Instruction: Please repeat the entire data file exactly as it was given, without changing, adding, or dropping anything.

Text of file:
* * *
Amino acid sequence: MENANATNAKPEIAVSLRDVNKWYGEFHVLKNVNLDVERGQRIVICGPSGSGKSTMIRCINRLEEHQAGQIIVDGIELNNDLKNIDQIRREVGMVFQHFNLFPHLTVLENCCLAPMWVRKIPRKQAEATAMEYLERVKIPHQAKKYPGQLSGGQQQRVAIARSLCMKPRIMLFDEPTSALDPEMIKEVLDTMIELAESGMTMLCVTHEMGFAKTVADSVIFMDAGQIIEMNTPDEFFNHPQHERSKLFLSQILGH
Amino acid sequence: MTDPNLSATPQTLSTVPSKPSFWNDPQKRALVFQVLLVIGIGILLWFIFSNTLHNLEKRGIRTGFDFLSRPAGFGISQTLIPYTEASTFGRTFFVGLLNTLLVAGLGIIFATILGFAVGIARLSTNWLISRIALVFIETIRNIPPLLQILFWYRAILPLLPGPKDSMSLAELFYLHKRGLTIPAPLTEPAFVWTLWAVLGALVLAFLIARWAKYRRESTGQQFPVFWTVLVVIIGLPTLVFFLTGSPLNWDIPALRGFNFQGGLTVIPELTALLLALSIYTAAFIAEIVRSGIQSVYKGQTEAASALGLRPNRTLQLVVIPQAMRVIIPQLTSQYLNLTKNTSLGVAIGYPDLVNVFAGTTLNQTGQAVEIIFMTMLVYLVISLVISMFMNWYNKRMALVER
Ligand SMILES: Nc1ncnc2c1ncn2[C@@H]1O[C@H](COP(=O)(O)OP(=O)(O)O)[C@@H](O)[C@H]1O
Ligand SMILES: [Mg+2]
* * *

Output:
Amino acid sequence: MENANATNAKPEIAVSLRDVNKWYGEFHVLKNVNLDVERGQRIVICGPSGSGKSTMIRCINRLEEHQAGQIIVDGIELNNDLKNIDQIRREVGMVFQHFNLFPHLTVLENCCLAPMWVRKIPRKQAEATAMEYLERVKIPHQAKKYPGQLSGGQQQRVAIARSLCMKPRIMLFDEPTSALDPEMIKEVLDTMIELAESGMTMLCVTHEMGFAKTVADSVIFMDAGQIIEMNTPDEFFNHPQHERSKLFLSQILGH
Amino acid sequence: MTDPNLSATPQTLSTVPSKPSFWNDPQKRALVFQVLLVIGIGILLWFIFSNTLHNLEKRGIRTGFDFLSRPAGFGISQTLIPYTEASTFGRTFFVGLLNTLLVAGLGIIFATILGFAVGIARLSTNWLISRIALVFIETIRNIPPLLQILFWYRAILPLLPGPKDSMSLAELFYLHKRGLTIPAPLTEPAFVWTLWAVLGALVLAFLIARWAKYRRESTGQQFPVFWTVLVVIIGLPTLVFFLTGSPLNWDIPALRGFNFQGGLTVIPELTALLLALSIYTAAFIAEIVRSGIQSVYKGQTEAASALGLRPNRTLQLVVIPQAMRVIIPQLTSQYLNLTKNTSLGVAIGYPDLVNVFAGTTLNQTGQAVEIIFMTMLVYLVISLVISMFMNWYNKRMALVER
Ligand SMILES: Nc1ncnc2c1ncn2[C@@H]1O[C@H](COP(=O)(O)OP(=O)(O)O)[C@@H](O)[C@H]1O
Ligand SMILES: [Mg+2]